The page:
Comment by Janusz K. Rybakowski

Lithium Controversy

I would call myself a representative of the second generation of lithium researchers and my response to the “Lithium controversy” will be related to my personal “lithium” career, which started two years after publishing the famous Lancet paper of Blackwell and Shepherd “Prophylactic lithium: another therapeutic myth?” Forty-five years of such a career have strongly supported in my mind the recognition that lithium is a powerful and beneficial reality (and not myth) for long-term treatment of mood disorder.

In 1970, after finishing my internship, I started working in the Department of Psychiatry, Medical Academy in Poznan (presently Poznan University of Medical Sciences). One of my first activities was to adopt the methods of measuring lithium level in serum and urine (and also in red blood cells) in order to monitor patients on lithium therapy. Among my first patients, a female physician with previous three depressive episodes, who started lithium in 1970, is  still an active lithium patient. The period of her lithium monotherapy has amounted now to 45 years, with excellent results, no recurrences and perfect health status. In 1973, I defended my doctoral thesis on water and electrolyte metabolism in patients with affective disorders treated with lithium carbonate. In 1974, I was attending the WHO Training Course in Psychopharmacology for Medical School Teachers which was held in Copenhagen and Aarhus. It was at that time when I first met Mogens Schou, and we have stayed close friends for the next 31 years.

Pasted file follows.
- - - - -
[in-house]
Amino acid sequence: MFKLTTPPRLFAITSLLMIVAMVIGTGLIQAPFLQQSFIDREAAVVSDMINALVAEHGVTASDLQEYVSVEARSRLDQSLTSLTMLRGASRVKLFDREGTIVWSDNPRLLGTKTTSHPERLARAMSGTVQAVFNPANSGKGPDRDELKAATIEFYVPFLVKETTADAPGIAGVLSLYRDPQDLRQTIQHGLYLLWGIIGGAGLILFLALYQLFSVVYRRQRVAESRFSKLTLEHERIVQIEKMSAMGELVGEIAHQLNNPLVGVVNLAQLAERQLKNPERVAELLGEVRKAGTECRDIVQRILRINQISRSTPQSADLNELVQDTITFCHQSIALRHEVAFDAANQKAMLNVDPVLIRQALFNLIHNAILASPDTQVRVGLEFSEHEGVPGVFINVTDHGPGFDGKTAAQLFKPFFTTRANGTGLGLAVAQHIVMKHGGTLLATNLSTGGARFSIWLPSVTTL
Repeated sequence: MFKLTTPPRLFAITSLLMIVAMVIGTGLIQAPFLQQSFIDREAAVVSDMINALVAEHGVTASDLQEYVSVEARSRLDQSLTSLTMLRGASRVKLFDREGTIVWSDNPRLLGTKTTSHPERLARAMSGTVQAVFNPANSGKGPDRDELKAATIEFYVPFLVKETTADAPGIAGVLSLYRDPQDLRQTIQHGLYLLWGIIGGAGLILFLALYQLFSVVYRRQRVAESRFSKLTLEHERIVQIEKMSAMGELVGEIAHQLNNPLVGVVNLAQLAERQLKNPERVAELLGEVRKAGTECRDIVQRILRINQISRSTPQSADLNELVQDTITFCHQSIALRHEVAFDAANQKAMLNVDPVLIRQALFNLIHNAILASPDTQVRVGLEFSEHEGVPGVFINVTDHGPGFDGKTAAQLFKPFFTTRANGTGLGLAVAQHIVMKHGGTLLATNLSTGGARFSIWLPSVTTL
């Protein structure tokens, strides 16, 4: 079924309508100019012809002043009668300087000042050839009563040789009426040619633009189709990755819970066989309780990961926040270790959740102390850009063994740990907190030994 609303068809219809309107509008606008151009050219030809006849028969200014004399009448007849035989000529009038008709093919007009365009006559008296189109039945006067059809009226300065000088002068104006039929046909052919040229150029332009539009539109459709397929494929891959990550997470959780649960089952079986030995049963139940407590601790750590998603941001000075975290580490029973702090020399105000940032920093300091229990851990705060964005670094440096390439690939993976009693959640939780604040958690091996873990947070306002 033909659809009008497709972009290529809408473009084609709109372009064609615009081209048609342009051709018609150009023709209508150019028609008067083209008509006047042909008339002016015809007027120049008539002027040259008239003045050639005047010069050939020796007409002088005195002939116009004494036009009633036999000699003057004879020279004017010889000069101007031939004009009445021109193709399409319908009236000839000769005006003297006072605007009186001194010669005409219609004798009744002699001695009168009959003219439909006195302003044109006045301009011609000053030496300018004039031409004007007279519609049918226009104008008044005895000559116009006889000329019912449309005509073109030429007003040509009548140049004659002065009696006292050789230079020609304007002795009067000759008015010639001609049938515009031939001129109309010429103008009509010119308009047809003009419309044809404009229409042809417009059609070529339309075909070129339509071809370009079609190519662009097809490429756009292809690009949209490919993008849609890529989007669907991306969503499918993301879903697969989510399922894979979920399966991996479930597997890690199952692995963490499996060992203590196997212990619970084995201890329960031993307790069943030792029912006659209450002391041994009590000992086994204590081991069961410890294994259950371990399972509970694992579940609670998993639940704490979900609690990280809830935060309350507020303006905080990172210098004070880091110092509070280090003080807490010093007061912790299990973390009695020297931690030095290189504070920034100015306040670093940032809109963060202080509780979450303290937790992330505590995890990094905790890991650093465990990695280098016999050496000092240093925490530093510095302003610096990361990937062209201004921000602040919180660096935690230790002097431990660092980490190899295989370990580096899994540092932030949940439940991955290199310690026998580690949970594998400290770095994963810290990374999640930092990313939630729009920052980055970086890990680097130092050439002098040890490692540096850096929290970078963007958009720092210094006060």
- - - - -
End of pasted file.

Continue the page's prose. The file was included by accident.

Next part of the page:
In 1976-77, I was a NIH Fogarty Fellow at the University of Pennsylvania, Philadelphia. Together with Alan Frazer, current Editor-in-Chief of the International Journal of Neuropsychopharmacology, and other people working at the Depression Research Unit, we were one of the first group discovering pathways of lithium transport across membranes, based on an erythrocyte model. We confirmed that the main mechanism determining erythrocyte-serum lithium ratio was the lithium-sodium countertransport system. This issue became the  topic of my habilitation thesis, which I defended in Poland in 1980. In the same year, my first publication on lithium prophylaxis appeared in Psychiatria Polska. A group of 61 patientswho had received lithium treatment for an average of 5 years was included in the analysis. To assess the effect of lithium, a “mirror image” method was used. The analysis showed that during the period of using lithium compared with “pre-lithium” period of identical duration, the number of recurrences decreased by 71% and the number of hospitalizations decreased by 72%. Among 44% of patients, no recurrences of illness were observed while using lithium [1].